Image: World Development Movement via flickr
Despite a two-hour testimony by NASA climate scientist Jim Hansen this week, a UK court found 20 environmental activists who tried to shut down a coal plant last year guilty of conspiracy to commit aggravated trespass. The 20 activists were part of the larger group of 114 who tried to shut down the E.ON-owned Ratcliffe-on-Soar coal-fired power plant in April 2009, and were preemptively arrested by UK police.
114 people arrested in April 2009 in what was believed to be the biggest preemptive arrest in British history. The protest still went ahead in October 2009 and in the end just 20 of the arrested activists went on trial last month - the majority were later released uncharged.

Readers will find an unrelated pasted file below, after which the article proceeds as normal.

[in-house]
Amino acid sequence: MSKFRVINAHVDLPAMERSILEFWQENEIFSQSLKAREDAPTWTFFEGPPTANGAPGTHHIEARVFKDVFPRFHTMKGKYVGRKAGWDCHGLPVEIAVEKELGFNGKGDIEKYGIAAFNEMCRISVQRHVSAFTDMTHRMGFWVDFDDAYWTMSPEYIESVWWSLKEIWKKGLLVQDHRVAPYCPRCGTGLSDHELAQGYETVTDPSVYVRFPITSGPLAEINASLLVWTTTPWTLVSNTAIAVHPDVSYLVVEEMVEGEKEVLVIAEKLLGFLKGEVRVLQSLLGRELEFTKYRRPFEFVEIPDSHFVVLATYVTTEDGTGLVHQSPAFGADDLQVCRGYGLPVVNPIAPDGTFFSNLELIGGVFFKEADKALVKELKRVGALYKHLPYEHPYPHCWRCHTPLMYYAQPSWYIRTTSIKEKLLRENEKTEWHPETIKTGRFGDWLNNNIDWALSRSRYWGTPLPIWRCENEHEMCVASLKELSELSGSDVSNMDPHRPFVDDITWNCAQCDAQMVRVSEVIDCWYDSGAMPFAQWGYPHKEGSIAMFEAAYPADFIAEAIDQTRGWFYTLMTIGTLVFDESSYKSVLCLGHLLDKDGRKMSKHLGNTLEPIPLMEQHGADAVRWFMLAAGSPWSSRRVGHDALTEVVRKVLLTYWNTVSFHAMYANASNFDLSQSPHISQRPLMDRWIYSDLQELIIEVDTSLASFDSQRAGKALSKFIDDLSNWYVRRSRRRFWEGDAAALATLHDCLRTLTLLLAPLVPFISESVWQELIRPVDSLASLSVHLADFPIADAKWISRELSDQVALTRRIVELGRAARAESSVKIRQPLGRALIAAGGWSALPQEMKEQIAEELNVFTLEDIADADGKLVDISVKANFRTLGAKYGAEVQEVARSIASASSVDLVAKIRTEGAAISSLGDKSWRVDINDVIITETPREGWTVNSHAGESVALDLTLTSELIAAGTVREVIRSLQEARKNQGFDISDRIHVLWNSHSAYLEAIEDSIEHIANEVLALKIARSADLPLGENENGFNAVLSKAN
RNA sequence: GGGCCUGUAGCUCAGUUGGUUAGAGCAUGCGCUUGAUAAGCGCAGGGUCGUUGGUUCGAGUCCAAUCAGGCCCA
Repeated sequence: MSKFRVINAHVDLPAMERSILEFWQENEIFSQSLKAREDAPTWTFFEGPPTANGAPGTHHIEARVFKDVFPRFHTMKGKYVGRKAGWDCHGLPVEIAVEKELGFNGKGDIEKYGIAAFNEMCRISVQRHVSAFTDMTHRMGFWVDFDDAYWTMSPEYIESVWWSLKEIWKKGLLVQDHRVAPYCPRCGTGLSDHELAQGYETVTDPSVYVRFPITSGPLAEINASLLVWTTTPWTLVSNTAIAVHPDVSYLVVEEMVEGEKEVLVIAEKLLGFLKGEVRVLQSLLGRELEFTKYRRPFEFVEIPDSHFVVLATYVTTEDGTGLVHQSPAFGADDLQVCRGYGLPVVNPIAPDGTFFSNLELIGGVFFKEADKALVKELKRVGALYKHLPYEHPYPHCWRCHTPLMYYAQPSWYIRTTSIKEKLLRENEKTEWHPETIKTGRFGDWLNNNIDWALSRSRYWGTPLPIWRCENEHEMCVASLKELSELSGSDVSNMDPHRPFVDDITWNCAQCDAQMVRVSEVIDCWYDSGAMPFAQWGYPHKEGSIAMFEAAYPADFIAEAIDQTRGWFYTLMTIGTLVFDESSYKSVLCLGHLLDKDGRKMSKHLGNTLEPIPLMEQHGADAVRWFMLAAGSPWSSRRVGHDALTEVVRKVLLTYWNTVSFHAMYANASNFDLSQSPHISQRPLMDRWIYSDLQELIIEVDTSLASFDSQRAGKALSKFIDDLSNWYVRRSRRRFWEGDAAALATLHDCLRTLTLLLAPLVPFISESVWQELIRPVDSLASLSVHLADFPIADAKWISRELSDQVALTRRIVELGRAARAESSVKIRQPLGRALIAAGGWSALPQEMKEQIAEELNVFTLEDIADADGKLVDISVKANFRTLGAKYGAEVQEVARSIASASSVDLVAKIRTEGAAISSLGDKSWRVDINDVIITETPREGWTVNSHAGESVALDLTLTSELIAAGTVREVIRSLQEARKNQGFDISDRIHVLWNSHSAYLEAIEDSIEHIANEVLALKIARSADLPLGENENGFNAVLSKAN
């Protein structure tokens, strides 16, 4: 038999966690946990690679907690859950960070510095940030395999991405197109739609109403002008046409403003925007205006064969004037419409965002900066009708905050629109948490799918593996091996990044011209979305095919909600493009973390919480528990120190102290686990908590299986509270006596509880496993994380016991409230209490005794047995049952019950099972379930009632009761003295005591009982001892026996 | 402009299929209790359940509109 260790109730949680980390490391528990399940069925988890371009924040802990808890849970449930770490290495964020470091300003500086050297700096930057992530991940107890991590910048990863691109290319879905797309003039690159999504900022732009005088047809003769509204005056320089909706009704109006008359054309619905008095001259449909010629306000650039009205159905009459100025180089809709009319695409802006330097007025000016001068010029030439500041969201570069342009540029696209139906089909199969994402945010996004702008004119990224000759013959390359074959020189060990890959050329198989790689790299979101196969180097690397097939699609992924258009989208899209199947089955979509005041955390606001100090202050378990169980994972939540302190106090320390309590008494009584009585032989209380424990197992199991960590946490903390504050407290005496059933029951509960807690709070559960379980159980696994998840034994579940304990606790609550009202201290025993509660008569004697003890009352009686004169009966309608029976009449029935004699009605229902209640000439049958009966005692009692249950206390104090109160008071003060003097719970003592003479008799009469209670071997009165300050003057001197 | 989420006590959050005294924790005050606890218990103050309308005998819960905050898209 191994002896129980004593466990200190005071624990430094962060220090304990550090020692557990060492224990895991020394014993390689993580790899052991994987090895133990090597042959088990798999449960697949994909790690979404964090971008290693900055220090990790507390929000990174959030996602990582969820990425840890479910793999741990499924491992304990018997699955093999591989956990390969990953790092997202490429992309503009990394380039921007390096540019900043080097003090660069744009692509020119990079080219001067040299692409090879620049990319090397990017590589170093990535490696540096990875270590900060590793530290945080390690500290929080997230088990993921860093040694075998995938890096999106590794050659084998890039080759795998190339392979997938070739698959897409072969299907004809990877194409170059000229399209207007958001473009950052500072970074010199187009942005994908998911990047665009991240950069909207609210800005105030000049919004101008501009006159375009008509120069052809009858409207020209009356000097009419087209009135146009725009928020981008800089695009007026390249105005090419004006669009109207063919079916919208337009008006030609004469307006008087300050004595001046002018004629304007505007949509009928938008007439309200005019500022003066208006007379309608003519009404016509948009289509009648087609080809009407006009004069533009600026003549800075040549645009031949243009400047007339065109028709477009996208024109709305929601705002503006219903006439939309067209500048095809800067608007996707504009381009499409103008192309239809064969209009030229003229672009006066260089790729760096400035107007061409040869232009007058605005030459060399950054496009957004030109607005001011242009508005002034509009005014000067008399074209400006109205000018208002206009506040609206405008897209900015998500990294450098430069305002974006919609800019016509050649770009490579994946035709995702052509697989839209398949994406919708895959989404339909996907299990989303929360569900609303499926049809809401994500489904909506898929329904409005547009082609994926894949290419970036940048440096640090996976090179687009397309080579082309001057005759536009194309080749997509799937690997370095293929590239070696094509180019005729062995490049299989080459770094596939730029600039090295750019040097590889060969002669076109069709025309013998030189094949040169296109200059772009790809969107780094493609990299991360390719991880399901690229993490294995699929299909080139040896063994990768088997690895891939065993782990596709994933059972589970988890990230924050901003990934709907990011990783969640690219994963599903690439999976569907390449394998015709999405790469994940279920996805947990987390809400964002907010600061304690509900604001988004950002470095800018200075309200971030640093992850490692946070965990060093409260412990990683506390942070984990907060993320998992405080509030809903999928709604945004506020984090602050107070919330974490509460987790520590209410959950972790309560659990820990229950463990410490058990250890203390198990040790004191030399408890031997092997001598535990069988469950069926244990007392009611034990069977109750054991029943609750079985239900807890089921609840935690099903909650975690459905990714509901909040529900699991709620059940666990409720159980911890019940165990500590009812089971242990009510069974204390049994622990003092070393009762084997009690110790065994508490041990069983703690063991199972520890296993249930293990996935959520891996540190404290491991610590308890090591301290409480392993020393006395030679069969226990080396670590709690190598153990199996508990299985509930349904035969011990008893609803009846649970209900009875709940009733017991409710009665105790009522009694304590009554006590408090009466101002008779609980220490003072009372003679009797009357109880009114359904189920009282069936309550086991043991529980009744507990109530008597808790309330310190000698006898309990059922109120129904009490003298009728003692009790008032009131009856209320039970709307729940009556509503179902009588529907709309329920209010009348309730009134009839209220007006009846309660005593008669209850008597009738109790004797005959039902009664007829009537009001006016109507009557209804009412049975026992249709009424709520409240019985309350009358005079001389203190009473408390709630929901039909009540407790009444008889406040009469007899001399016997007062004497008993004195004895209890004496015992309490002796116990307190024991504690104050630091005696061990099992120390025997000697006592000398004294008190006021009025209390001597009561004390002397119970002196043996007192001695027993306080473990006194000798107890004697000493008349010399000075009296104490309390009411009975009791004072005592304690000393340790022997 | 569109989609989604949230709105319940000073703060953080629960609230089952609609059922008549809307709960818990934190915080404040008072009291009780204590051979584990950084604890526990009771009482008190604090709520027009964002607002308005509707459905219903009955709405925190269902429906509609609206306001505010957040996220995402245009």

While pleading guilty to the charges the defendants argued that although unlawful, their actions were necessary to prevent further harm caused by carbon emissions from the power station and climate change. The activists claimed that they were acting 'due to the lack of an adequate response to climate change by corporations and politicians'.
No stranger to climate activism, Hansen gave the court what the Guardian describes as a crash course in climate change. "I did not want them [my grandchildren] to say: 'Pa you understood what was happening but you never made it clear,'" he said in court.
During his two-hour testimony and cross-examination, Ed Rees QC, for the defence, stopped him repeatedly to ask him to explain the technical terms he was using. But the message he delivered was the clearest - and starkest - crash course in climate change the jury, the judge and members of the public in the gallery are ever likely to get.
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